The Opera Il Corsaro wasn't the Italian composer Giuseppe Verdi's favourite one (he did not attend its debut). It had a troubled path on stage: in the Twentieth Century has practically seen the light in 1951, during the fiftieth anniversary of Verdi's death. From that moment on, it occasionally came back on stage and it was praised as a “peculiar” title, compared to more popular Giuseppe Verdi's masterpieces. But for those who are skilled listeners, the new elements of this opera are many and interesting, maybe hidden under an exotic thread, among pirates and mean Pashas.
Synopsis Il Corsaro
Corsairs have landed their ship on a small Greek island. They sing tribute to their free lifestyle. Captain Corrado watches them and smiles but he's secretly hiding that this lifestyle has cost him his love. His second in command, Giovanni, was delivered a note informing them of a possible attack by Turkish troops under the command of Pasha Seid. Corrado immediately rallies his men for war and embarks for the Turkish city of Corone. Medora has learned that Corrado is returning. When he finally arrives, the two lovers embrace. He tells her he is only staying shortly, until he departs to Corone to fight the battle. She begs him not to leave but he reassures her he will return. As he departs for Corone, Medora's heart breaks.
Non so le tetre immagini, Medora's Aria
The slave girls in the Pasha Seid's harem surround Gulnara, his favourite girl. However, Guldara hates the harem and she prays to be free one day. At the banquet hall, Pasha Seid and his men praise to their god Allah. Moments later, Corrado, disguised as a prisoner of a group of pirates, is brought to the Pasha Seid, who tries to extract information, but Corrado claims he was kept in prison the entire time and all he knows is that the pirates want the Pasha's power. Meanwhile, Corrado's men have been setting fire to the Turkish ships and the men rush to battle. The battle lies in the pirates favour, but the fires from the ship have carried over into the harem and the girls start calling for help. Corrado orders his men to save the women but the Pasha's men capture all the pirates, including Corrado.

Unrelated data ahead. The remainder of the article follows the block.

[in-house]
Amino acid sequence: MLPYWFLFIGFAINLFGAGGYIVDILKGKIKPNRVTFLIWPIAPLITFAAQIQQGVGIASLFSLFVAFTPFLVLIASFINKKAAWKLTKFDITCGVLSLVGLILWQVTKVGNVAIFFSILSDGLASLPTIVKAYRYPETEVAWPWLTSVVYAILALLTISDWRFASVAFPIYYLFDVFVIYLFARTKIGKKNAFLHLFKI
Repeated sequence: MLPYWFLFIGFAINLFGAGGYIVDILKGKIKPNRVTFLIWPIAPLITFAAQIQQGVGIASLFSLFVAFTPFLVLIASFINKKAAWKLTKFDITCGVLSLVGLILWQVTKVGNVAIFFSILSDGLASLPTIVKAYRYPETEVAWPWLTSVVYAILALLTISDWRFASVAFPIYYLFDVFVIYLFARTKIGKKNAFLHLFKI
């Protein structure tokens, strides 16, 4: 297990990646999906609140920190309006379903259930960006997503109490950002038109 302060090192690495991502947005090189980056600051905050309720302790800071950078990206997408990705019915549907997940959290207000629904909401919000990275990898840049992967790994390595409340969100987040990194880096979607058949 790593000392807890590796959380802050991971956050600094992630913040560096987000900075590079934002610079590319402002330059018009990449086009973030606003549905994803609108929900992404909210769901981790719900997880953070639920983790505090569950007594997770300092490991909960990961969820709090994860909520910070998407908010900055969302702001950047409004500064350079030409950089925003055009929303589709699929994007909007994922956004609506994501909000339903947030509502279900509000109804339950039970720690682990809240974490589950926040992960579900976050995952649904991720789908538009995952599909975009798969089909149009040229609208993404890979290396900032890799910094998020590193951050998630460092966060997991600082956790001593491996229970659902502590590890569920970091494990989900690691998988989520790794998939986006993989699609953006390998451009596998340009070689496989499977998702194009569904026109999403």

Vola talor dal carcere, Gulnara's Aria
The Pasha Seid is troubled by Gulnara's actions. Fearing she may have fallen in love with Corrado, he calls her into his room to question her. When Seid tells her that Corrado will be sentenced to death, she begs him to spare his life. But Seid reaffirms Corrado's death and threatens her life. Corrado accepts his end while sitting in his prison cell, he only wishes he could console Medora. In that instant, his prison cell door opens and Gulnara appears. She has bribed the guards in order to free him. Gulnara and Corrado make their way down to a vessel she has prepared for them. However, Gulnara hands him a knife with instructions to kill the Pasha Seid while he sleeps. Corrado refuses and Gulnara quickly departs and returns announcing she has killed the Pasha Seid and they finally escape. Medora has drunk poison, thinking that Corrado has died. It's announced that a ship has landed with Corrado on board. Corrado enters the room followed by Gulnara. Corrado explains that he saved Gulnara's life from a fire, and in return, she saved his from the Pasha Seid. Gulnara confirms Corrado's loyalty to Medora and they embrace one last time before she dies. Corrado, in desperation, jumps off a nearby cliff.